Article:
On my Godzilla’s mind

About 15 years ago, the young dinosaur-obsessed Pat asked his father where can he find monstrous creatures that are as extraordinary as dinosaurs in the modern day. His father says

“our world is full of monsters, the unimaginable creatures in the deep ocean are monsters to us as we are to them.”

On that time, I didn’t think that my father answered the question, but after fifth teen years have passed I realized that they are something deeper inside of that.

Godzilla is one of my favorite monster movies growing up. Because of that I have couple Godzilla toys in my collection. As a child, I never think of my Godzilla toys more than a dinosaur liked creature with a fascinating look. This representation is exactly what Tomoyuki Tanaka, the creator of the Godzilla franchise came up in the first place as he started questioning

“what if a dinosaur sleeping in the southern hemisphere had been awakened and transformed into a giant by the Bomb? and what if it attacked Tokyo?”

Based on Tanaka’s question, Godzilla is a tangible reflection of the nuclear trauma in Japan, as William Tsutsui pointed out “Godzilla is a sincere horror film, intended to frighten rather than amused, which engaged honestly — indeed, even grimy — with contemporary Japanese unease over a mounting nuclear menace, untrammeled environmental degradation, and long shadow of World War II”. But on the other hand, Godzilla is a victim of the catastrophe itself because it’s habit under the ocean has been disturbance by the nuclear bomb.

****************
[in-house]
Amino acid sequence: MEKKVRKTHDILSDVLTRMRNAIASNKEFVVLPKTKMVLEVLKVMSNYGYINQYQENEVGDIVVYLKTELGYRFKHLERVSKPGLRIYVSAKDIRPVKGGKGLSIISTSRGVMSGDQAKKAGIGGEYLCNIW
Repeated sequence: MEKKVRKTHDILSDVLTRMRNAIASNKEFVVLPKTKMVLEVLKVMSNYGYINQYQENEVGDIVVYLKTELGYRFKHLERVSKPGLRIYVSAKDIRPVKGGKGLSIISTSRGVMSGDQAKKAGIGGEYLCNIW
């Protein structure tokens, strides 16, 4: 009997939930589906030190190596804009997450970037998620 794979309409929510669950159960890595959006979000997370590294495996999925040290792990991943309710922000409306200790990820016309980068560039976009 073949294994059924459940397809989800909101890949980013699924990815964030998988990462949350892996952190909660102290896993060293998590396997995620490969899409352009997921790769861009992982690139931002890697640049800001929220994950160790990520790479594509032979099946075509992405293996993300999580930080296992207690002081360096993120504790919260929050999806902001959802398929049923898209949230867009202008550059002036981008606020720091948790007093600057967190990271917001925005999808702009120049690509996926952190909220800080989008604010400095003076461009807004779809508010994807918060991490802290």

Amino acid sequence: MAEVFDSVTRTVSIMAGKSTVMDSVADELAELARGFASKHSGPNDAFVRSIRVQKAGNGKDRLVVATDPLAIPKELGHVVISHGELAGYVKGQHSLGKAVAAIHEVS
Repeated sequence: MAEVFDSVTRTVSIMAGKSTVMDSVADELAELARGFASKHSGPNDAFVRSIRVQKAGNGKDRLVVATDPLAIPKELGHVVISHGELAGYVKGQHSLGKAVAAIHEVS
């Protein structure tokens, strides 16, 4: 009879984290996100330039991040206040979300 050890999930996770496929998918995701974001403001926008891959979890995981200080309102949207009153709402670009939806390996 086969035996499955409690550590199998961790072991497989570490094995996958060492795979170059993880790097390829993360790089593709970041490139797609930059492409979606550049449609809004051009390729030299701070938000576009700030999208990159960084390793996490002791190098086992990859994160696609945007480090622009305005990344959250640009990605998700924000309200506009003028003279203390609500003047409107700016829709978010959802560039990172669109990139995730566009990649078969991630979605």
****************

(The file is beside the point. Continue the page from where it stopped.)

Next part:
Jeffrey Jerome Cohen argues in his monster theory that a monster is the embodiment of many values from cultural body to evolving societal fears. But one thing I see missing from the representation is the true voice of the monster itself. As my father said, the world is full of monster because “monster” is a relative status between us and the strange new thing. Until we have an insightful understanding and start developing relationship with that new thing, the monstrousness between us and them still remain. If Godzilla can speak it’s mind, the feeling that the Godzilla had when the nuclear bomb force it to leave it’s aquatic habitat to wander around the city may be exactly the same as the feeling of people that was running in fear because Godzilla destroyed their houses.

I do agree with Cohen that the metaphoric monster always speak of something larger than itself. However, by calling something a real monster (in the negative manner) is a barbaric way to discriminate something that is different from us. Witch hunts across Europe from 14th — 17th century is an example of the horrible outcome from that process of labeling someone a “monster”. If we blame Godzilla as a monster that cause massive destruction without hearing it’s thought, we may forget realize the real “monster” behind the scene that start the whole nuclear bomb and World War II. To end this reflection, I would like to emphasize the point that “monster” is a relative term. Therefore, I personally think of my Godzilla as a reminder of my extraordinary childhood and I am always looking forward to hear what my Godzilla think of me.


Cohen, Jeffrey Jerome. Monster Theory: Reading Culture. Minneapolis: U of Minnesota, 1996. Print.
Tsutsui, William M. Godzilla on My Mind: Fifty Years of the King of Monsters. New York: Palgrave Macmillan, 2004. Print.